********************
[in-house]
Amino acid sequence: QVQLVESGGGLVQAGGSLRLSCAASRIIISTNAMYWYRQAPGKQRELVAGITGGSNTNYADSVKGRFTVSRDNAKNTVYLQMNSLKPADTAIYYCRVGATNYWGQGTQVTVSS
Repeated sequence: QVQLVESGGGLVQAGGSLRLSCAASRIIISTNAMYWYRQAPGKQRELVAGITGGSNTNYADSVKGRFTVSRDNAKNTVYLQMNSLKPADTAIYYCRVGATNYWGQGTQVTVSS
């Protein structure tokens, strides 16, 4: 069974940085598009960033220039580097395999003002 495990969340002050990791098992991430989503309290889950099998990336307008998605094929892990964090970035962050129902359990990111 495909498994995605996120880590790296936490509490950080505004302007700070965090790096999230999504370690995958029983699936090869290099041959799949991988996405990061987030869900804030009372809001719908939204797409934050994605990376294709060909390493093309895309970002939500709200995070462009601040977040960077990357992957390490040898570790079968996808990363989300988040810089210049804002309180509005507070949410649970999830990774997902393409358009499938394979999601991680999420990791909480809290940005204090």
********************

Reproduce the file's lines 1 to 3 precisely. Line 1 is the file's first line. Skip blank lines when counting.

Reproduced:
[in-house]
Amino acid sequence: QVQLVESGGGLVQAGGSLRLSCAASRIIISTNAMYWYRQAPGKQRELVAGITGGSNTNYADSVKGRFTVSRDNAKNTVYLQMNSLKPADTAIYYCRVGATNYWGQGTQVTVSS
Repeated sequence: QVQLVESGGGLVQAGGSLRLSCAASRIIISTNAMYWYRQAPGKQRELVAGITGGSNTNYADSVKGRFTVSRDNAKNTVYLQMNSLKPADTAIYYCRVGATNYWGQGTQVTVSS